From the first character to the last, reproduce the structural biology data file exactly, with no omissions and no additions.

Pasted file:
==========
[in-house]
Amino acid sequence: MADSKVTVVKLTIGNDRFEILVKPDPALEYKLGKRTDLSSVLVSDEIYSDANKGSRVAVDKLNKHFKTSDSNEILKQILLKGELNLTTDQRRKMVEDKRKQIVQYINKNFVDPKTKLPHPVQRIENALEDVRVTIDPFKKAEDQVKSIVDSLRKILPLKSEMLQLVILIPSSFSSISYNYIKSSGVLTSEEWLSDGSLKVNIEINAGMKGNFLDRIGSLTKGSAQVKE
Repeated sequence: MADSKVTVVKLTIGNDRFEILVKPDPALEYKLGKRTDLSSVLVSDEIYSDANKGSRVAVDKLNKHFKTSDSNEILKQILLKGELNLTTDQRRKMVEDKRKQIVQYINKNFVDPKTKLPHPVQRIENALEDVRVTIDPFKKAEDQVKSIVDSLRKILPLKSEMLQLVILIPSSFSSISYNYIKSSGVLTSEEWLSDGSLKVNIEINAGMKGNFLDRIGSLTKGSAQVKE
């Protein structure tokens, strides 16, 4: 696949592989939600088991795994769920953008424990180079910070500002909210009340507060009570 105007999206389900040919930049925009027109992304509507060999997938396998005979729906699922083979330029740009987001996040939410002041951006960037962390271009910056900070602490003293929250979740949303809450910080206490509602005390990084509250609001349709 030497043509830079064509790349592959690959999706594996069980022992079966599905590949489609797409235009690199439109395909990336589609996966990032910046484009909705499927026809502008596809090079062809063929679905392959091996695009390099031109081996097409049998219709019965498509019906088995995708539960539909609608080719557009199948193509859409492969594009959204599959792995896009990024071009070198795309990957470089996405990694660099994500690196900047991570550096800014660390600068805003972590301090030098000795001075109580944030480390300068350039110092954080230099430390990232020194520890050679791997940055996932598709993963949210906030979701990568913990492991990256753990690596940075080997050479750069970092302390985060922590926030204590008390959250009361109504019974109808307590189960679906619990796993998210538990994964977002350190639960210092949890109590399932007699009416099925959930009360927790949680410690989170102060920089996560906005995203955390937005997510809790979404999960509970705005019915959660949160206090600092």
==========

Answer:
[in-house]
Amino acid sequence: MADSKVTVVKLTIGNDRFEILVKPDPALEYKLGKRTDLSSVLVSDEIYSDANKGSRVAVDKLNKHFKTSDSNEILKQILLKGELNLTTDQRRKMVEDKRKQIVQYINKNFVDPKTKLPHPVQRIENALEDVRVTIDPFKKAEDQVKSIVDSLRKILPLKSEMLQLVILIPSSFSSISYNYIKSSGVLTSEEWLSDGSLKVNIEINAGMKGNFLDRIGSLTKGSAQVKE
Repeated sequence: MADSKVTVVKLTIGNDRFEILVKPDPALEYKLGKRTDLSSVLVSDEIYSDANKGSRVAVDKLNKHFKTSDSNEILKQILLKGELNLTTDQRRKMVEDKRKQIVQYINKNFVDPKTKLPHPVQRIENALEDVRVTIDPFKKAEDQVKSIVDSLRKILPLKSEMLQLVILIPSSFSSISYNYIKSSGVLTSEEWLSDGSLKVNIEINAGMKGNFLDRIGSLTKGSAQVKE
């Protein structure tokens, strides 16, 4: 696949592989939600088991795994769920953008424990180079910070500002909210009340507060009570 105007999206389900040919930049925009027109992304509507060999997938396998005979729906699922083979330029740009987001996040939410002041951006960037962390271009910056900070602490003293929250979740949303809450910080206490509602005390990084509250609001349709 030497043509830079064509790349592959690959999706594996069980022992079966599905590949489609797409235009690199439109395909990336589609996966990032910046484009909705499927026809502008596809090079062809063929679905392959091996695009390099031109081996097409049998219709019965498509019906088995995708539960539909609608080719557009199948193509859409492969594009959204599959792995896009990024071009070198795309990957470089996405990694660099994500690196900047991570550096800014660390600068805003972590301090030098000795001075109580944030480390300068350039110092954080230099430390990232020194520890050679791997940055996932598709993963949210906030979701990568913990492991990256753990690596940075080997050479750069970092302390985060922590926030204590008390959250009361109504019974109808307590189960679906619990796993998210538990994964977002350190639960210092949890109590399932007699009416099925959930009360927790949680410690989170102060920089996560906005995203955390937005997510809790979404999960509970705005019915959660949160206090600092």